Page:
On Monday, the Green Bay Packers signed star cornerback Jaire Alexander to a 4-year, $84 million deal that made him the highest-paid defensive back in the league, narrowly surpassing Denzel Ward and Jalen Ramsey. Alexander, who missed most of last season with a shoulder injury, will rejoin a defense that is stacked top to bottom and set for years to come.
Green Bay now has three solid corners in Alexander, last year’s first-rounder Eric Stokes, and 2021 breakout Rasul Douglas. General manager Brian Gutekunst also got Kenny Clark some help on the defensive interior, bringing in free-agent Jarran Reed and drafting Devonte Wyatt last month. De’Vondre Campbell and Quay Walker are now set to man the middle of the defense for the next five years. While the Packers spared no expense to hold on to their shutdown corner, they crucially (and paradoxically) opened up about $6.2 million in cap space, giving them $15 million total after the rookies ink their deals.
Alexander was previously set to play the 2022 season on the fifth-year option of his rookie contract, which would have had a $13.3 million cap hit. However, the extension allows the Packers to backload his salary across the remaining years of his contract, which lowers his number to about $7.1 million.
On draft night, Aaron Rodgers was pretty candid on The Pat McAfee Show about the team’s interest in adding a receiver on Day 1 and potentially trading for San Francisco 49ers star Deebo Samuel. According to Rodgers, after striking out on the six wideouts they had first-round grades on, Gutekunst made an aggressive move up the board to land Christian Watson, a freak athlete out of North Dakota State.
It appears that Watson, Sammy Watkins, Allen Lazard, Randall Cobb, and Robert Tonyan will comprise the receiving corps when OTAs start next week. But with championship-caliber players at nearly every other position once Elgton Jenkins returns from an ACL tear suffered in November, another move is likely in the cards, and the Alexander extension just gave the Packers the means to make it happen.
In the past two seasons, it felt like every time an offensive weapon hit the market, they were heading to Kansas City, Tampa Bay, or Los Angeles. Each franchise’s all-in approach has yielded championships over the past three seasons. Not only that, NFL insider Ian Rapoport has described Rodges’ new deal with Green Bay as a “two-year commitment.” Therefore, while the championship window didn’t slam shut, it certainly isn’t wide open.
Last Friday, one of the last big names on the wideout market, Jarvis Landry, signed a 1-year, $3 million deal with the New Orleans Saints. Landry and his 4.77 40 time didn’t exactly fit Matt LaFleur’s description of the “legit guy” they need to take the top off the defense. But his deal, which has a maximum value of $6 million, is indicative of what accomplished veterans with some gas left in the tank will go for. Julio Jones, Will Fuller, and Odell Beckham remain on the market and could be logical targets to bring in speed, experience, and athleticism, while Watson, Amari Rodgers, and fourth-round rookie Romeo Doubs develop.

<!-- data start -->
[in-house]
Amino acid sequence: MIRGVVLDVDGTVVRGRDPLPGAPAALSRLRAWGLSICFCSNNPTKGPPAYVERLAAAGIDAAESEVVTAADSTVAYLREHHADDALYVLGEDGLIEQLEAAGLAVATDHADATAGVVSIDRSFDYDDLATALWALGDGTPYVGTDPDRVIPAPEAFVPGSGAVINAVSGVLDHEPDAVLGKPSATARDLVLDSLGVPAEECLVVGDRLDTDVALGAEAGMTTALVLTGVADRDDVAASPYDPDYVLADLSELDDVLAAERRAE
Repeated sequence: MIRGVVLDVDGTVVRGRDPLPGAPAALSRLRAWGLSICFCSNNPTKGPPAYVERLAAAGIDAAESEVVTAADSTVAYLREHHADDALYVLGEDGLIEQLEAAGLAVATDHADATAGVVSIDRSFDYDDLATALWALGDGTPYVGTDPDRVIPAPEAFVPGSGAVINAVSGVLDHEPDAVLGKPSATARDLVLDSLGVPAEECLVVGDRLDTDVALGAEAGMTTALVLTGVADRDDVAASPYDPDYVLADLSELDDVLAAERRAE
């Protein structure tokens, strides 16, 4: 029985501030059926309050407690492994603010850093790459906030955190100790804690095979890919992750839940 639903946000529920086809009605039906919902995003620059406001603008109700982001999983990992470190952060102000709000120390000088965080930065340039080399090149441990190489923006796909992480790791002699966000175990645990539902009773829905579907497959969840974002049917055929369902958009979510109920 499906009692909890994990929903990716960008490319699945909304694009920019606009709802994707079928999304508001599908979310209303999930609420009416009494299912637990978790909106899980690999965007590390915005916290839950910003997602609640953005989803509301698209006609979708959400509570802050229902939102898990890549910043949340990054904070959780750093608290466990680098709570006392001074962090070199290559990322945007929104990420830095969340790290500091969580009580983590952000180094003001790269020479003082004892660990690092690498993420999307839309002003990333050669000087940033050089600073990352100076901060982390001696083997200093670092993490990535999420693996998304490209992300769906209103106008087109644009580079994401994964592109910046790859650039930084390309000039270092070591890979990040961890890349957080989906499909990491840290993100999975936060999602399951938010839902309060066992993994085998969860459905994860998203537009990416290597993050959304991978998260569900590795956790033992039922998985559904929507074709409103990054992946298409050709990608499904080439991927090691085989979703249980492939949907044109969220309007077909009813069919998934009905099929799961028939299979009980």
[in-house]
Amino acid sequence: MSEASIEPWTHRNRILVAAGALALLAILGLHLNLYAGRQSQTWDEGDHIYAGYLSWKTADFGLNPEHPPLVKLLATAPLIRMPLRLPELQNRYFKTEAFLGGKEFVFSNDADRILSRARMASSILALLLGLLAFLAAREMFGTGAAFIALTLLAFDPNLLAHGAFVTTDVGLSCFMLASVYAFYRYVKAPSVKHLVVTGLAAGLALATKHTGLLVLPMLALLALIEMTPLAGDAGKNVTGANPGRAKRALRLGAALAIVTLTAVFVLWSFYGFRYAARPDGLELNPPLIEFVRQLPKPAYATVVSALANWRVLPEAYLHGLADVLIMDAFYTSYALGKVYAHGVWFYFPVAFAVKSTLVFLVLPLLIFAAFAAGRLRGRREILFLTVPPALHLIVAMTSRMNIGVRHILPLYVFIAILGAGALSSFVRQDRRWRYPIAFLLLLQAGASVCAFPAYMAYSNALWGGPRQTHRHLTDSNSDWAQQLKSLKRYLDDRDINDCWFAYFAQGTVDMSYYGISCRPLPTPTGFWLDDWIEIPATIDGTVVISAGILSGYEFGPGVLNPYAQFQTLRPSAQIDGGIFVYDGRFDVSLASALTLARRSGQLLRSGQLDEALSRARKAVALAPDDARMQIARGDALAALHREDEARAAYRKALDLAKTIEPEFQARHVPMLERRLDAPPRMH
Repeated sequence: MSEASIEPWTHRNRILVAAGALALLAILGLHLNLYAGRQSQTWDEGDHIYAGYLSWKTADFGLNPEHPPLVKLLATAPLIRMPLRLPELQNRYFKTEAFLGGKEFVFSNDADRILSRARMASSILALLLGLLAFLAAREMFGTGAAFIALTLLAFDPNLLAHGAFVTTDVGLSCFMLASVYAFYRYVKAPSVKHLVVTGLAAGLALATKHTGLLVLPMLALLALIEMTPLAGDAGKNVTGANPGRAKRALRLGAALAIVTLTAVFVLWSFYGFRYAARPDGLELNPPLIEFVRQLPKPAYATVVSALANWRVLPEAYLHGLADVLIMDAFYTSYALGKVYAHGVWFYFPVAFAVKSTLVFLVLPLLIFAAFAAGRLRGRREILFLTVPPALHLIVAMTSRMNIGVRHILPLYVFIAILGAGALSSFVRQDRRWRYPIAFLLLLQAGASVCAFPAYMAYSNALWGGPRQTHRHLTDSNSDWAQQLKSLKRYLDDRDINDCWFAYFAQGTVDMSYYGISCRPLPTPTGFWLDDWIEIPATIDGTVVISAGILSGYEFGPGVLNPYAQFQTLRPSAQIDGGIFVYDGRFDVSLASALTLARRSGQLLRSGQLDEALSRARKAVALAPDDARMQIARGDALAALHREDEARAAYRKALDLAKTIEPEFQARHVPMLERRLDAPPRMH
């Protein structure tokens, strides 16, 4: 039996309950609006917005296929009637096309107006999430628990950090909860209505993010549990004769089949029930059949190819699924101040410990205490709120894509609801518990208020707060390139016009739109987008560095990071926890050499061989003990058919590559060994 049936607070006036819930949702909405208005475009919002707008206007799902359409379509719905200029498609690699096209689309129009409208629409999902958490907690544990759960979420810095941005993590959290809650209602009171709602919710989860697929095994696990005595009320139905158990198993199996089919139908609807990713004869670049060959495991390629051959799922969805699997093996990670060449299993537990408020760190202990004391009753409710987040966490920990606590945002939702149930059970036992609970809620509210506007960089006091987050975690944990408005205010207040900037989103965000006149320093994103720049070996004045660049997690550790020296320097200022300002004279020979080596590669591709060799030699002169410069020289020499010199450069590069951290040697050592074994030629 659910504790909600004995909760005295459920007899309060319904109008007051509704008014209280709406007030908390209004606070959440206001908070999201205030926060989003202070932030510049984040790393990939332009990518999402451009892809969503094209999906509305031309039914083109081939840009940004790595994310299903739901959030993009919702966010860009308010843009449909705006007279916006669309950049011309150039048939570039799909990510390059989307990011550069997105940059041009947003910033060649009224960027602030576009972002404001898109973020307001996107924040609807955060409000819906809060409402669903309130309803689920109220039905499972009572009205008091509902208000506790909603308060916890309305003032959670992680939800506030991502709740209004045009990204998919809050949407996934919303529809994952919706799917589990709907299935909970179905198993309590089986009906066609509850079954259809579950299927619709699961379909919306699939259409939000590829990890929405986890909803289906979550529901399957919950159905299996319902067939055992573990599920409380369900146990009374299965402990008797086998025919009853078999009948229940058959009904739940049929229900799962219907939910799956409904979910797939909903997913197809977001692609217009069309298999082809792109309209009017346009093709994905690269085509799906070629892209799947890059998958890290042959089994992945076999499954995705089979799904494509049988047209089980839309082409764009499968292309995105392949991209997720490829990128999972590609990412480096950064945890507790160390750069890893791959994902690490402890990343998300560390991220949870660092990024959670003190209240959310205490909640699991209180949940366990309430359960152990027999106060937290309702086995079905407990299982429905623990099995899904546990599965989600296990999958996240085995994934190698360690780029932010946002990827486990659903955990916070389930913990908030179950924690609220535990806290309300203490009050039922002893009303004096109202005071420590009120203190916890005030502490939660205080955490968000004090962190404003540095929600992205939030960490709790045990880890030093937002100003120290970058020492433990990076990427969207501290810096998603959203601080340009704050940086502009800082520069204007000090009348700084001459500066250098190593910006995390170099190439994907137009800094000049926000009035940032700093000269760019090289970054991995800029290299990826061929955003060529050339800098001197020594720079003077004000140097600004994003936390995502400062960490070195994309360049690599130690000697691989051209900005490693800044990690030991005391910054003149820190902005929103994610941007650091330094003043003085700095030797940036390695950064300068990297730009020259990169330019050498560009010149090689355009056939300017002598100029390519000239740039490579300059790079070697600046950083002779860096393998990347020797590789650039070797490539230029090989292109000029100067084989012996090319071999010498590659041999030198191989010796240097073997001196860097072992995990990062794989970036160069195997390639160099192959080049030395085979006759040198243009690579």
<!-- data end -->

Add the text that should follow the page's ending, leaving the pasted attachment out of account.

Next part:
Beckham’s departure from Cleveland in the middle of last year ended up being a pivotal moment that significantly influenced the outcome of the season. His decision came down to the Los Angeles Rams and the Packers. Green Bay’s offer of the veteran minimum salary ended up being both the determining factor and an illustration of Gutekunst’s traditionally conservative approach — in contrast to the balls to the wall, “f— them picks” aggression of Les Snead and the L.A. front office.
Odell looked like himself again in Sean McVay‘s offense, contributing 316 yards in the playoffs, including the first touchdown of Super Bowl LVI. On the other hand, the Packers completed only one pass for six yards to receivers not named Davante Adams in the only playoff game they played.
When the Alexander extension officially hits the books, the Packers will have the freedom to make a move (or moves) that they couldn’t last year. And with more than 1,500 yards in receiving production to recoup following the loss of Adams, they’ll need all the help they can get. I think Beckham is a fantastic option. He won’t be ready anytime soon, but, let’s be real, Green Bay doesn’t need help winning the NFC North. They need help winning playoff games. The past decade has been defined by dominant regular season showings and agonizing collapses in clutch time, and Odell proved last year that he can make a significant impact on a contending team on very little notice.
The stage is set. Rodgers is returning. Aaron Jones and A.J. Dillon comprise a true thunder-and-lightning duo in the backfield. We’ll get to see David Bakhtiari leading the line once again, and the defense hasn’t looked this nasty since 2010. Alexander’s long-term deal is certainly a cause for celebration. Still, Gutekunst and LaFleur have to be laser-focused on ensuring their next superstar doesn’t leave without a ring like Adams did earlier this offseason. In these dying hours of free agency, $15 million is a lot to work with, and you might as well empty it out while you’ve got a gold-jacket signal-caller and a little bit of the puzzle left to complete.